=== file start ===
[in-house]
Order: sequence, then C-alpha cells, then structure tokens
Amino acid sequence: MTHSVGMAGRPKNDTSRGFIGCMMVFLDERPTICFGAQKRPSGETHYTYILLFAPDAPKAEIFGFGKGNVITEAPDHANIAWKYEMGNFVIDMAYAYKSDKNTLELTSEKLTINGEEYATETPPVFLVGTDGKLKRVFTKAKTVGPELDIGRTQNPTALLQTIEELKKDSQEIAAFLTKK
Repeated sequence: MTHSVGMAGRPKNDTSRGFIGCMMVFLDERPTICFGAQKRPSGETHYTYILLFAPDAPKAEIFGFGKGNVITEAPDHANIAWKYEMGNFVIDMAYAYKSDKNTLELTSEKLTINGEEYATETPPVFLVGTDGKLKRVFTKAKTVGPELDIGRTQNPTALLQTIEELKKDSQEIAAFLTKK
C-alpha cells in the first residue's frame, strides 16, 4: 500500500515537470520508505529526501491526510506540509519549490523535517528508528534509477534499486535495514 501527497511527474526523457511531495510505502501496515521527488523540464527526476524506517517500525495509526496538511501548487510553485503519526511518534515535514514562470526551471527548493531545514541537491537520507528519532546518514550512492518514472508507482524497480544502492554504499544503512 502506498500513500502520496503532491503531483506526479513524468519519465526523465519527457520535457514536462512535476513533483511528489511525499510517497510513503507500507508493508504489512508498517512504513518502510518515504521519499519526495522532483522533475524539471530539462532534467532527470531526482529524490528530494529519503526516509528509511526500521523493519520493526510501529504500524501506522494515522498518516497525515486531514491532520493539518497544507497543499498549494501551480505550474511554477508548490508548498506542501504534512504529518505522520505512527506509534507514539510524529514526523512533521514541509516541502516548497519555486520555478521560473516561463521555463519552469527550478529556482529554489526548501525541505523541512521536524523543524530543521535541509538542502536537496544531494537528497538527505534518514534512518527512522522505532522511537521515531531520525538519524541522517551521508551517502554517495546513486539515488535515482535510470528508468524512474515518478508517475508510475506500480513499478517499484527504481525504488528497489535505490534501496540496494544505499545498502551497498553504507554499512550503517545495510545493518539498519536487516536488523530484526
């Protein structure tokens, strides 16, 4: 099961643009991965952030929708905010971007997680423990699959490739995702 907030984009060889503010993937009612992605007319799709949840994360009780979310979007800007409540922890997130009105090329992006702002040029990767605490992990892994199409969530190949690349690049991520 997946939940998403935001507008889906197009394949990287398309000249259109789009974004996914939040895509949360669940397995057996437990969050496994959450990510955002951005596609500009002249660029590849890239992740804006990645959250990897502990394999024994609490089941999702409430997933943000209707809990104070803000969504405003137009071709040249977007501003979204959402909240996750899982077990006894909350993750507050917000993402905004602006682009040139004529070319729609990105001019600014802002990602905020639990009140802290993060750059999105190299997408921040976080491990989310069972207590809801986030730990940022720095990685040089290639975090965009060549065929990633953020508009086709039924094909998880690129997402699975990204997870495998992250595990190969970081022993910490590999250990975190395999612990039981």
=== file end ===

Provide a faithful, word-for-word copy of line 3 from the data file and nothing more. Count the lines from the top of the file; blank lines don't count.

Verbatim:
Amino acid sequence: MTHSVGMAGRPKNDTSRGFIGCMMVFLDERPTICFGAQKRPSGETHYTYILLFAPDAPKAEIFGFGKGNVITEAPDHANIAWKYEMGNFVIDMAYAYKSDKNTLELTSEKLTINGEEYATETPPVFLVGTDGKLKRVFTKAKTVGPELDIGRTQNPTALLQTIEELKKDSQEIAAFLTKK